Gene-edited fat cells could be transplanted to treat obesity
The human contains different types of fat cells, and some are more desirable than others. White fat is the type that builds beer bellies and love handles, while the more beneficial brown fat is one that burns more easily to generate body heat. Scientists have developed a new gene-editing technique that converts a subject's own white fat cells into brown fat cells, which could then be transplanted as a way of treating obesity and diabetes.
Methods of transforming white fat into brown fat hold huge potential when it comes to obesity treatments, and we’ve seen quite a few promising advances in this area. These have involved hormones that mimic the effects of exercise, injections of nanoparticles directly into fat deposits and gene therapies that act like a fat switch.
One of the more interesting examples was a 2018 study, in which a team at Columbia University showed how white fat could be removed from the body and cultured in media containing growth factors to turn it into brown fat instead. The new research from scientists at the Joslin Diabetes Center mirrors this approach, but uses a variant of the gene-editing tool CRISPR to intervene with the cells still in their early developmental stage.
The white fat cells were harvested while in their progenitor phase, meaning they hadn’t yet matured into their final form. The gene-editing system was used to increase the expression of UCP1, a gene that causes white fat cell progenitors to convert into brown-fat-like cells. The team calls the result of this process HUMBLE cells (human brown-like) fat cells.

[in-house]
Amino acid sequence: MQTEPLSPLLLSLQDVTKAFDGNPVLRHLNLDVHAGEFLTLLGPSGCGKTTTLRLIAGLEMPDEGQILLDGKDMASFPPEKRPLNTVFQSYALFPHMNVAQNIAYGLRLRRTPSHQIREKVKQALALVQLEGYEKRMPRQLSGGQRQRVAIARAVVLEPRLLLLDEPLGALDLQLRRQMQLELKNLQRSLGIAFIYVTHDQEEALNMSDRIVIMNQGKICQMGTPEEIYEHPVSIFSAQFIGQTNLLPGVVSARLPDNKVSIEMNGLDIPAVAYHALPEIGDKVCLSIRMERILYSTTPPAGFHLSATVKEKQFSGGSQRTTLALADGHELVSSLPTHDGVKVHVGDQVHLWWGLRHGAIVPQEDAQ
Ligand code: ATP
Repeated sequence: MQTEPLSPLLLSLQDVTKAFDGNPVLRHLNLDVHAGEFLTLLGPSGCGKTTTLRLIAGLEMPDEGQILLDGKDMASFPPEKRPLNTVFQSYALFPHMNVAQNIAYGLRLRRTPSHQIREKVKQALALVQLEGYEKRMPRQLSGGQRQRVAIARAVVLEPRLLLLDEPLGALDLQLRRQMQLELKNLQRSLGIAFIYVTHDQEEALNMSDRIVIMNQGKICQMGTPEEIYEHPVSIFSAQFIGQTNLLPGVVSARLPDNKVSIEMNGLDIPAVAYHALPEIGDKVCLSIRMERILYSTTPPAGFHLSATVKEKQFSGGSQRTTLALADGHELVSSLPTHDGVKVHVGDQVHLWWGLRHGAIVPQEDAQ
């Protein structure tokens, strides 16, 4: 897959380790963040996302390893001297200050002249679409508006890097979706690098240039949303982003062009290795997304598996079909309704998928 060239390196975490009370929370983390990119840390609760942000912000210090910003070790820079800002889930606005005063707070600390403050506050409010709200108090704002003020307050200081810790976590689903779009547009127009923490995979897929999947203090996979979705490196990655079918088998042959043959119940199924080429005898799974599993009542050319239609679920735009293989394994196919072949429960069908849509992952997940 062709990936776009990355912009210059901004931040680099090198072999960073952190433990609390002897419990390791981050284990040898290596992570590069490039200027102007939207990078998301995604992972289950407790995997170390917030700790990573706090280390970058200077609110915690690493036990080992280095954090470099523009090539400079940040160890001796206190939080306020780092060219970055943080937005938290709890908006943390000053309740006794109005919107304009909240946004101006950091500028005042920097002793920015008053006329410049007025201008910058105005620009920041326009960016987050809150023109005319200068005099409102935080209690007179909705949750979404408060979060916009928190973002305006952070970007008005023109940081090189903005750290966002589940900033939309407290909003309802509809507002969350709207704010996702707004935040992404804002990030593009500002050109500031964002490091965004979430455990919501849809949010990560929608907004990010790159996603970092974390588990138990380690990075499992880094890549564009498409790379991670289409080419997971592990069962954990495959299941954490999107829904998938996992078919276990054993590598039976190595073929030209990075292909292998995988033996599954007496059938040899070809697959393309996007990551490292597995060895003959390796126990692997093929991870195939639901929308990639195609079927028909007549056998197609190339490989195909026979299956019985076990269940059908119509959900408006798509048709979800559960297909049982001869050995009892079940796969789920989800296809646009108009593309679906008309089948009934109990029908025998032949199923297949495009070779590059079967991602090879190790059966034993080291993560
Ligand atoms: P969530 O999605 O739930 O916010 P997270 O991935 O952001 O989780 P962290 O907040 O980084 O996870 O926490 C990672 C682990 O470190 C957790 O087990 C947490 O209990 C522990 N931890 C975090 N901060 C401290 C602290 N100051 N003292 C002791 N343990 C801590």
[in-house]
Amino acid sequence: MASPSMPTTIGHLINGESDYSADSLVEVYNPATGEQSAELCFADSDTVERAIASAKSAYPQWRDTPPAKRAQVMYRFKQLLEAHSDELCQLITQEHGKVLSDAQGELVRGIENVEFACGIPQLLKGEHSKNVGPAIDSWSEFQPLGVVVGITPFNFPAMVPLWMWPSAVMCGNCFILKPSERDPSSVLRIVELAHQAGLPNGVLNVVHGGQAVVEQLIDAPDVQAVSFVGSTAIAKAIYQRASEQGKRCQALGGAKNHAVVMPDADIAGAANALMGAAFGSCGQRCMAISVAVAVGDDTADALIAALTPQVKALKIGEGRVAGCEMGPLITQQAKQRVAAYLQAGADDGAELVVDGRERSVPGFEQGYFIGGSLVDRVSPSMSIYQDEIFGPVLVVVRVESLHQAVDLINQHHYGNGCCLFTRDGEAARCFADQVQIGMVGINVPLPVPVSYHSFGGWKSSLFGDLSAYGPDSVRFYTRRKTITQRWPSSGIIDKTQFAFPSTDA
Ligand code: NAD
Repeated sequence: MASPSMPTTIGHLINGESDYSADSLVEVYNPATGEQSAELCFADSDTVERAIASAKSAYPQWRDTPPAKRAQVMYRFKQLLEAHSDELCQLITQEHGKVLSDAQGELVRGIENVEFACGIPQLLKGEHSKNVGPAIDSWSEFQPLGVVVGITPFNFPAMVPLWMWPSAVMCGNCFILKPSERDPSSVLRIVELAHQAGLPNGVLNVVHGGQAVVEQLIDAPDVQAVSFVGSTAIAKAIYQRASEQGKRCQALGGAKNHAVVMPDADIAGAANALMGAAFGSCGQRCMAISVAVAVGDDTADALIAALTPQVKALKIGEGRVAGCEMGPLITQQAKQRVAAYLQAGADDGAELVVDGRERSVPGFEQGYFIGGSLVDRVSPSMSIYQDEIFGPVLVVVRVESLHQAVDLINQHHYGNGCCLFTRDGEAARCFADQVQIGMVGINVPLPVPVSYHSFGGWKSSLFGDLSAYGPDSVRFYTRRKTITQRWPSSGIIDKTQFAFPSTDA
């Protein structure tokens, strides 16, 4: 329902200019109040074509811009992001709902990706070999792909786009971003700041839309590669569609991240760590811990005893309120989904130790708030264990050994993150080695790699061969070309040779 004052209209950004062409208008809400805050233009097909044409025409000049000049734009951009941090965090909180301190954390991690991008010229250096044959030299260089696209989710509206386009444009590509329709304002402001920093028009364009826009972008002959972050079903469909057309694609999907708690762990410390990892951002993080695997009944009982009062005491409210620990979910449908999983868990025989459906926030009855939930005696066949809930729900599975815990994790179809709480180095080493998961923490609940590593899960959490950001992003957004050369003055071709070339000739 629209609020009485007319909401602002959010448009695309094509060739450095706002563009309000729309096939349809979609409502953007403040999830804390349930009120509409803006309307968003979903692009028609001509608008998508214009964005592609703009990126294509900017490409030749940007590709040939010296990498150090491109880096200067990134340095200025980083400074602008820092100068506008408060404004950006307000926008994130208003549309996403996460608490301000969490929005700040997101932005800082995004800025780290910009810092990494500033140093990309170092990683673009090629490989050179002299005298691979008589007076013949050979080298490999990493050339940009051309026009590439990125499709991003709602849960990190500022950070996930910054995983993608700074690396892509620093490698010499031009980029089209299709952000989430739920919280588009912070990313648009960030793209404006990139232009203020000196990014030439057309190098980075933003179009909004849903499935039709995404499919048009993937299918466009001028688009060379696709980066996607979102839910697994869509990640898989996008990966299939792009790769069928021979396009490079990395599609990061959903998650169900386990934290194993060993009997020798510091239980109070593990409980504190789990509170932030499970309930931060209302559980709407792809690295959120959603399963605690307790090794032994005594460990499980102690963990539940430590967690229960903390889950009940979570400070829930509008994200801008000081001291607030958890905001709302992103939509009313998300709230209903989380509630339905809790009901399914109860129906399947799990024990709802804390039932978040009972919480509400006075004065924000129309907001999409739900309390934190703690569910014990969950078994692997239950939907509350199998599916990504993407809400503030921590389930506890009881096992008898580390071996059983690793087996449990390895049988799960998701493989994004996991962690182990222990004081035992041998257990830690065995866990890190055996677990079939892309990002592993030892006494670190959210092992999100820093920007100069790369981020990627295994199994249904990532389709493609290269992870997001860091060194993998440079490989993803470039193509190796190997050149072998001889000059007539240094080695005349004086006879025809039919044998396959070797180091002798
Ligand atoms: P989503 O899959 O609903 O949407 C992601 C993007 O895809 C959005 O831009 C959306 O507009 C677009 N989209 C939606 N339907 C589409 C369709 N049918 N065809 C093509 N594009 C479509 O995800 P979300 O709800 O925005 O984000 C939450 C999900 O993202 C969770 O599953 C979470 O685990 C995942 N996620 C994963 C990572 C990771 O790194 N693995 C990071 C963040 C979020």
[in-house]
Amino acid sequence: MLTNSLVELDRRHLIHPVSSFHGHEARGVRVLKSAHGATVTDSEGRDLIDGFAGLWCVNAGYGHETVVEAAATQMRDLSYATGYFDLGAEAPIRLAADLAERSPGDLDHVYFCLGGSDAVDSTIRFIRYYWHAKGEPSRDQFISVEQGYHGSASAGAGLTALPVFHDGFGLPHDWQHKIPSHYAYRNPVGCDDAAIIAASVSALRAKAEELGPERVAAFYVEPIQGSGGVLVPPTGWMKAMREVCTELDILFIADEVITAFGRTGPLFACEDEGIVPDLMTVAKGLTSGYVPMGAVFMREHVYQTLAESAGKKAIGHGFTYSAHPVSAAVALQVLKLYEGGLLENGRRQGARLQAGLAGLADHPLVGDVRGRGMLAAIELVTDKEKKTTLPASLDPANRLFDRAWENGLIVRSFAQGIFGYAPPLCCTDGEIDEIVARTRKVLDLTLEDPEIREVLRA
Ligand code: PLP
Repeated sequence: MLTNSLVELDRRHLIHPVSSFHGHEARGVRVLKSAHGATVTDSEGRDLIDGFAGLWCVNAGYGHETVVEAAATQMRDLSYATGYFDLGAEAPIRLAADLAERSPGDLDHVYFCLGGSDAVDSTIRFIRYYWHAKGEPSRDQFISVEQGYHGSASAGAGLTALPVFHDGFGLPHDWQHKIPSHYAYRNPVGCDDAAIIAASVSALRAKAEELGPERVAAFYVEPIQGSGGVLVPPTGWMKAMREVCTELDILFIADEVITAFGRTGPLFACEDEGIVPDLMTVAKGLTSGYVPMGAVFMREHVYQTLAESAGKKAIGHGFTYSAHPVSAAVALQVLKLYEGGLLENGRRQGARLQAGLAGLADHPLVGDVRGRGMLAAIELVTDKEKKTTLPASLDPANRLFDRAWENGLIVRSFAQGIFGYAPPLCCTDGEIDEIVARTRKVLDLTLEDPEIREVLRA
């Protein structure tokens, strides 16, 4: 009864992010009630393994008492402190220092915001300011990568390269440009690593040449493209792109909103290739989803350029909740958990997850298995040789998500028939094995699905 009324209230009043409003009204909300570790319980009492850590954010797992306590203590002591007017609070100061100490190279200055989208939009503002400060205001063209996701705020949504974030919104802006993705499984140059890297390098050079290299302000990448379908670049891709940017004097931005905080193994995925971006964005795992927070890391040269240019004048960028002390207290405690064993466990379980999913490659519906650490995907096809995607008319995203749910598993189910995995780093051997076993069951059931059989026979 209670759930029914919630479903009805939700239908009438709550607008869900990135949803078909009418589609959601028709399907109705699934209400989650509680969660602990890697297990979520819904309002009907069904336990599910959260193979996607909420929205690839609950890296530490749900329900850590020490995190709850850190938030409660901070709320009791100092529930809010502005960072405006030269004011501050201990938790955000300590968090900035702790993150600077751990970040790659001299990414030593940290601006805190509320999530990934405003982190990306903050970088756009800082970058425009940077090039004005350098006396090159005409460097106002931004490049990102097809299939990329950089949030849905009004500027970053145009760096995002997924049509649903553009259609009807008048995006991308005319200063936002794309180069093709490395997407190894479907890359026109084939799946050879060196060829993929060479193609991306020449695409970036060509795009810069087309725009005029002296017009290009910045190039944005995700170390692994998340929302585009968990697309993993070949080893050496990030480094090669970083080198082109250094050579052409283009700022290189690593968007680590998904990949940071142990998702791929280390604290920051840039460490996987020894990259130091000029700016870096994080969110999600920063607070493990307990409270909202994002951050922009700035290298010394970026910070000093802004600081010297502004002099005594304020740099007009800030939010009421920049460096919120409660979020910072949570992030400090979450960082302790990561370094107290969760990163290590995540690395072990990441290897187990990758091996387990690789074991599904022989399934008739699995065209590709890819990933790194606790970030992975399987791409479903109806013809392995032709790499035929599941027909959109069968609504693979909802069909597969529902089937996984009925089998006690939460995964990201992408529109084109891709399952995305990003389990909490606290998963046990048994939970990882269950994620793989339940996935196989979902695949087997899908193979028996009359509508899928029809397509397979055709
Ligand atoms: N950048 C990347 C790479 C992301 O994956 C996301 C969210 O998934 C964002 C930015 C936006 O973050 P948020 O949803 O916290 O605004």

These were then transplanted into mice to see how they fared, with the team finding that they functioned in much the same way as the rodent’s existing brown fat cells. The scientists then ran another experiment where they transplanted the HUMBLE cells into one group of mice, and white fat cells into another group, with both placed on a high-fat diet.
The HUMBLE recipients put on less weight than the mice with transplanted white fat cells, and were comparable to another group that received transplanted brown cells. Interestingly, the team was able to show that these positive results were for the most part because of the signals being sent from the transplanted cells to the existing brown fat cells.
"Cells in different tissues communicate with each other," says senior author of the study Yu-Hua Tseng. "In this case, we found that our transplanted HUMBLE cells secrete a molecule called nitric oxide, which is carried by red blood cells to the endogenous brown cells and activates those cells."
While this technique is a promising approach to treating obesity, it also has potential to treat type 2 diabetes, of which obesity is the main cause. The team also found that the mice given the HUMBLE cells in the experiments exhibited greater sensitivity to insulin and an increased ability to clear glucose from the blood, both of which are hindered in sufferers of type 2 diabetes.
The team sees a couple of pathways toward clinical use for this new therapy. One of the avenues being explored involves encapsulating generalized cells into biomaterials that prevent rejection by the host’s immune system, as a more cost effective approach than tailoring the treatment to each individual. The other is to possibly have existing white fat progenitor cells directly express the UCP1 gene through gene therapy, so those cells take on the properties of the HUMBLE cells.
"Employing cell-based or gene therapies to treat obesity or type 2 diabetes used to be science fiction," says Tseng. "Now scientific advances, such as CRISPR gene-editing technologies, will help us to improve the metabolism, the body weight, the quality of life and the overall health of people with obesity and diabetes."
The research was published in the journal Science Translational Medicine, while you can hear Tseng discuss the study in the video below.
Source: Joslin Diabetes Center